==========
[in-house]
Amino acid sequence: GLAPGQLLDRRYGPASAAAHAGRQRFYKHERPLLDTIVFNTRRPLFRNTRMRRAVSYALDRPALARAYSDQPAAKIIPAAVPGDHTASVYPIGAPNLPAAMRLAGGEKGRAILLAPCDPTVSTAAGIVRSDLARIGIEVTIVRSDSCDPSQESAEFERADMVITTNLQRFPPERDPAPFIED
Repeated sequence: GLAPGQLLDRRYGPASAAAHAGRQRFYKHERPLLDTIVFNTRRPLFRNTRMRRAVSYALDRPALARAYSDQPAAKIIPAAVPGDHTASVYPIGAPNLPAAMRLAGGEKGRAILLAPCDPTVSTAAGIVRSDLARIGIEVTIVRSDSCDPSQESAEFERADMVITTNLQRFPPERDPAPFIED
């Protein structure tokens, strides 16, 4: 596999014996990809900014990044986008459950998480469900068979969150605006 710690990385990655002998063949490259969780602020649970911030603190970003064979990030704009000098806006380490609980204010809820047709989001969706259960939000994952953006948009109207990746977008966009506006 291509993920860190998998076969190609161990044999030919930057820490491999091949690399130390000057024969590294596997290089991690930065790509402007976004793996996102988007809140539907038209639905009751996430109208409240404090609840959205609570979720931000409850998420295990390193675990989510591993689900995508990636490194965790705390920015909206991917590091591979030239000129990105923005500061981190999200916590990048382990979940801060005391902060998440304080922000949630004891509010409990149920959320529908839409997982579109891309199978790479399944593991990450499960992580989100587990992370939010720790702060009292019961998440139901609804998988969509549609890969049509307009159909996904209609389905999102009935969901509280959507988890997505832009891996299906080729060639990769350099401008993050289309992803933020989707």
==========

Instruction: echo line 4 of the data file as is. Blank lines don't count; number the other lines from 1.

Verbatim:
């Protein structure tokens, strides 16, 4: 596999014996990809900014990044986008459950998480469900068979969150605006 710690990385990655002998063949490259969780602020649970911030603190970003064979990030704009000098806006380490609980204010809820047709989001969706259960939000994952953006948009109207990746977008966009506006 291509993920860190998998076969190609161990044999030919930057820490491999091949690399130390000057024969590294596997290089991690930065790509402007976004793996996102988007809140539907038209639905009751996430109208409240404090609840959205609570979720931000409850998420295990390193675990989510591993689900995508990636490194965790705390920015909206991917590091591979030239000129990105923005500061981190999200916590990048382990979940801060005391902060998440304080922000949630004891509010409990149920959320529908839409997982579109891309199978790479399944593991990450499960992580989100587990992370939010720790702060009292019961998440139901609804998988969509549609890969049509307009159909996904209609389905999102009935969901509280959507988890997505832009891996299906080729060639990769350099401008993050289309992803933020989707």